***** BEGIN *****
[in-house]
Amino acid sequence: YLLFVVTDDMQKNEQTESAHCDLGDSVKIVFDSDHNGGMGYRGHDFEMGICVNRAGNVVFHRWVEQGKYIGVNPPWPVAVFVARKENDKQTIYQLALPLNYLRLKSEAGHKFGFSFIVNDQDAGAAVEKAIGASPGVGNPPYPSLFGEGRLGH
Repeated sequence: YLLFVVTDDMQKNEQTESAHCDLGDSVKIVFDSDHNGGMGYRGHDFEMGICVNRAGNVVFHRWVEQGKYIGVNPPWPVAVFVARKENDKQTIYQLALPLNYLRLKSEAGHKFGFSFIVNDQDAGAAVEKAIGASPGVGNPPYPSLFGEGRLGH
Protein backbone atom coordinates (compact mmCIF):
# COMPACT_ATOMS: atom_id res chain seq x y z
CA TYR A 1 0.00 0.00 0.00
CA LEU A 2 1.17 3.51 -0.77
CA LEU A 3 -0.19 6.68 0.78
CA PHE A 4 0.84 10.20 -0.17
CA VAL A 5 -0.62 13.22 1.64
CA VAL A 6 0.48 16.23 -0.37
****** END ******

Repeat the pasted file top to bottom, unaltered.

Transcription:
[in-house]
Amino acid sequence: YLLFVVTDDMQKNEQTESAHCDLGDSVKIVFDSDHNGGMGYRGHDFEMGICVNRAGNVVFHRWVEQGKYIGVNPPWPVAVFVARKENDKQTIYQLALPLNYLRLKSEAGHKFGFSFIVNDQDAGAAVEKAIGASPGVGNPPYPSLFGEGRLGH
Repeated sequence: YLLFVVTDDMQKNEQTESAHCDLGDSVKIVFDSDHNGGMGYRGHDFEMGICVNRAGNVVFHRWVEQGKYIGVNPPWPVAVFVARKENDKQTIYQLALPLNYLRLKSEAGHKFGFSFIVNDQDAGAAVEKAIGASPGVGNPPYPSLFGEGRLGH
Protein backbone atom coordinates (compact mmCIF):
# COMPACT_ATOMS: atom_id res chain seq x y z
CA TYR A 1 0.00 0.00 0.00
CA LEU A 2 1.17 3.51 -0.77
CA LEU A 3 -0.19 6.68 0.78
CA PHE A 4 0.84 10.20 -0.17
CA VAL A 5 -0.62 13.22 1.64
CA VAL A 6 0.48 16.23 -0.37